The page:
Beth Sholom Synagogue (1959)

Elkins Park, Pennsylvania
HW #25

The Beth Sholom Synagogue, located in Elkins Park, Pennsylvania, is the only synagogue designed by Frank Lloyd Wright. Being one of a kind, the building’s fruition also has an unusual story in comparison to his other buildings. In the post-war period, the Jewish congregation began experiencing a falling out as an increasing number of families started to move out of town. In hopes to bring the community back together, Rabi Mortimer J. Cohen, a respected leader of the community, planned to build a synagogue that reinforced the values of a Jewish American community, an “American Synagogue”. With these ideas in mind, he sought out the help of Frank Lloyd Wright, who he believed was the only one that could bring his dreams into architectural form. In 1953, Frank Lloyd Wright was commissioned to design the building, and after a decade of slow construction progress, the synagogue finally came to being. The synagogue still remains in service until today, and offers tours of the building during non-service hours.

The relationship between Frank Lloyd Wright and Rabi Cohen was different than to his many other clients. Perhaps it was his nearing age 90, or the fact that Rabi Cohen did not express the same affection and awe for the world-famous architect as others had, but Rabi Cohen became more of a collaborator rather than client. In crediting the building, Frank Lloyd Wright states that the building was “conceived by Rabi Cohen, designed by Frank Lloyd Wright”. The design of the building was also affected by the “Steel Cathedral” that Wright had designed years earlier, but had never realized. The combination of Wright’s personal style and his unusual collaborative efforts with his client, Rabi Cohen, has allowed fruition of an exceptional structure that embodies the values and symbols of the Jewish faith.

Taking inspiration from the idea of a congregation “in the hands of God,” Wright took the shape of the Rabi’s two upwardly-cupped hands and worked along its geometries. The triangular concrete protrusions on its sides illustrate the two thumbs of the Rabi and the tips of the four fingers form the shape of the V-shaped entrance overhang. The bilaterally symmetrical front façade is marked by its modern, mountain-like shape. (a) The 24 inch thick reinforced concrete base of the first floor tinted in yellow, forms the masonry structure of the building. The structure for the glazed roof is supported by three large steel beams that meet at the peak. (b) (you can imagine how shocked the neighbors were when the three enormous steel beams came up during construction in the 50’s) The rippled glazing consists of the outer layer of glass panels which are colorless, corrugated, patterned with wire held together by steel mullions; and the inner layer, “Structoglas”, which is a type of corrugated off-white fiberglass, sand-blasted to make them translucent. The interior layer, needing less structural support, extends itself to the steel beams and the wood blocking connected to them. While light permeates as it transforms throughout the day, the translucent glazing and the steel structure elaborately shapes the interior space of the main chapel  into awe. (c)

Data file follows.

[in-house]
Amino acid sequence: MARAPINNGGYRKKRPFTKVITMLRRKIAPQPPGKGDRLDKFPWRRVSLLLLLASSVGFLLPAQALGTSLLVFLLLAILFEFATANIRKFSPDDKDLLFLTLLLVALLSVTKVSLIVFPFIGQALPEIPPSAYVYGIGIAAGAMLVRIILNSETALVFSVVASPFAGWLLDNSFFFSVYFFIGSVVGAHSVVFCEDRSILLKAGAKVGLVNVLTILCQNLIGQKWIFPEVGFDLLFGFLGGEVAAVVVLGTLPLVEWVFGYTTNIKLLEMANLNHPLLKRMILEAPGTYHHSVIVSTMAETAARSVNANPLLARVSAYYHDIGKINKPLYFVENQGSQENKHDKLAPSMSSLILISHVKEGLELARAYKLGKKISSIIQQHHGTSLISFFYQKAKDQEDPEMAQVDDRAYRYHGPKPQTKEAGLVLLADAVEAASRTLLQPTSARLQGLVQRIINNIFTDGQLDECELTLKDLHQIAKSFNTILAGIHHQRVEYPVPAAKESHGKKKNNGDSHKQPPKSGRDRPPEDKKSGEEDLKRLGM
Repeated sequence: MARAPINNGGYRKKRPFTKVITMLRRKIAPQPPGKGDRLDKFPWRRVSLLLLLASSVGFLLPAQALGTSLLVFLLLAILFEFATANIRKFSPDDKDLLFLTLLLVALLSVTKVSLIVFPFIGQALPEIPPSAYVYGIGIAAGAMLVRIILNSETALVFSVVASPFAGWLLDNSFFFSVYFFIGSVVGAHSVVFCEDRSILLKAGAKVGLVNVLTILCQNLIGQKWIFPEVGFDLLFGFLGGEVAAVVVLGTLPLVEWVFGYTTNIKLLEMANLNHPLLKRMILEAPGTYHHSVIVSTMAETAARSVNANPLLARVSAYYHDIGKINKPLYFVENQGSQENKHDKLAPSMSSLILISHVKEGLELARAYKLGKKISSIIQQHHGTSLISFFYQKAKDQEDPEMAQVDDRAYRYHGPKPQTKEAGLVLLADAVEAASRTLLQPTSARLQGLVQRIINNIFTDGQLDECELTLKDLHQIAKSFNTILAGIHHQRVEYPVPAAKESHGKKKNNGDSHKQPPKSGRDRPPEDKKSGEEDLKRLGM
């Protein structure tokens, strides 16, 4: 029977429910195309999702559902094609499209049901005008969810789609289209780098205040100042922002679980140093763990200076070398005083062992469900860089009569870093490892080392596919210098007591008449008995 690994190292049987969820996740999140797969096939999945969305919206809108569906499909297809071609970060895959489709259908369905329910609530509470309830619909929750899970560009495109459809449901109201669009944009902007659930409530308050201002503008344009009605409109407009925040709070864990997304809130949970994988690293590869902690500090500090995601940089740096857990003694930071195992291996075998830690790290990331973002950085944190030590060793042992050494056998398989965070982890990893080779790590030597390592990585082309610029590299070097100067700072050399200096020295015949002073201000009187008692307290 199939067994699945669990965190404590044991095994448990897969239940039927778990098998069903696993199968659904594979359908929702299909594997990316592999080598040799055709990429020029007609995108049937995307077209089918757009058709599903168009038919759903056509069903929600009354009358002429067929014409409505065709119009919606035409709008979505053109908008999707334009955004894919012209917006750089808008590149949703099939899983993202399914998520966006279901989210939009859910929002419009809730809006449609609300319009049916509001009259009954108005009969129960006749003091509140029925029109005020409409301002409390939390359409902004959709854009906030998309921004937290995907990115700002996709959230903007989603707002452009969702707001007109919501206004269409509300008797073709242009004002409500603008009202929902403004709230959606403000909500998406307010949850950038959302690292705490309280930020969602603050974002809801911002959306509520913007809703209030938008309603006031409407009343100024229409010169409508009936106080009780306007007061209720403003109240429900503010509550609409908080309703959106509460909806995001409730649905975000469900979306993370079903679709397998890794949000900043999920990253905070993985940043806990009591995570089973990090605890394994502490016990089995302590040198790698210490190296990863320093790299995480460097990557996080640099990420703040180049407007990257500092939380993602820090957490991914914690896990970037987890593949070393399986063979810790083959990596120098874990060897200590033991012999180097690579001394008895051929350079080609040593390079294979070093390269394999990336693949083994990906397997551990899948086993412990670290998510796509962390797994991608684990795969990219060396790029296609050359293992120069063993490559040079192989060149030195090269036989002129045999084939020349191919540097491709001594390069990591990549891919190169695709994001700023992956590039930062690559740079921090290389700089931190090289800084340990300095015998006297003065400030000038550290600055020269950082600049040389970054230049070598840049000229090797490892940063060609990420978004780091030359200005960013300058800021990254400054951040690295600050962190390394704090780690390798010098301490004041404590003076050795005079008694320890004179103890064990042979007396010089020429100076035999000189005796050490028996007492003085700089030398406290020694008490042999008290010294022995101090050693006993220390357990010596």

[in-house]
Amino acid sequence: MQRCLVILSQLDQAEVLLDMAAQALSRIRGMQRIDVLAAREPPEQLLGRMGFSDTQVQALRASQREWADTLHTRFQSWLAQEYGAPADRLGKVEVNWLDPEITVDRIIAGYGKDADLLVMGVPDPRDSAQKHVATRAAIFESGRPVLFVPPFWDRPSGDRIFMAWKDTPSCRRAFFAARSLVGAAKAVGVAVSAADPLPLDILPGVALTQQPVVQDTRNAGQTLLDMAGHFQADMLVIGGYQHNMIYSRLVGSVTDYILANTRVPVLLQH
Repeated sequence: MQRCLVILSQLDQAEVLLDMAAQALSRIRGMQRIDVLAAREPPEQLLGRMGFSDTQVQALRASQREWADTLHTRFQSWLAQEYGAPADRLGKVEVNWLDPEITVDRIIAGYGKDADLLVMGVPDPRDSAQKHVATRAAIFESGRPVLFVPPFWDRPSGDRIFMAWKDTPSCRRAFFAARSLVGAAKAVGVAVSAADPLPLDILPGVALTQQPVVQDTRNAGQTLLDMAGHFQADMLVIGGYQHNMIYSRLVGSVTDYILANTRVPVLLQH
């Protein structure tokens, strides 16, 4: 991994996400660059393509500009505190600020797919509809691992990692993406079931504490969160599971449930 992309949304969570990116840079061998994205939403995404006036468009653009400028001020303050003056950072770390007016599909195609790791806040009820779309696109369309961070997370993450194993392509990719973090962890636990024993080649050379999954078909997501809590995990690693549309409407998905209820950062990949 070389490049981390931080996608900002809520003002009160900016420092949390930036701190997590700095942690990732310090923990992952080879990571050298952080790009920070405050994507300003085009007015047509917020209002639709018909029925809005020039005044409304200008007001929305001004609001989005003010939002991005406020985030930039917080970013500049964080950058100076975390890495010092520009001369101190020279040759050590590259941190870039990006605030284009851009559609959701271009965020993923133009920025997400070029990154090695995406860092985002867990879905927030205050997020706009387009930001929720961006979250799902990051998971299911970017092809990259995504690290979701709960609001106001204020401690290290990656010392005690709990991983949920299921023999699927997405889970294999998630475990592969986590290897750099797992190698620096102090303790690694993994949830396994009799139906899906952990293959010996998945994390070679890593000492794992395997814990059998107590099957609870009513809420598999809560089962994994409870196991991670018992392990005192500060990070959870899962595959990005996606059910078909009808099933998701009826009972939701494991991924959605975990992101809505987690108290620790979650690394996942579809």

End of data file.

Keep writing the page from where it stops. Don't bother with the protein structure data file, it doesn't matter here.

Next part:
He does not forget to apply his favorite compression and release technique in the synagogue. In contrast to the high, open interior of the chapel, to the right side of the alter is the rabi’s office, which is a small, low-ceiling office. Here, he applies his custom-made windows, chairs with high backs, and angled tables. The recurrence of the geometric triangular shapes in the office and throughout the chapel is unfailingly reminiscent of Wright’s designs.

The building slopes down towards the alter, with all focus being drawn to the pointed angle from the top glazing mass meeting the angle from the bottom concrete mass. (d)

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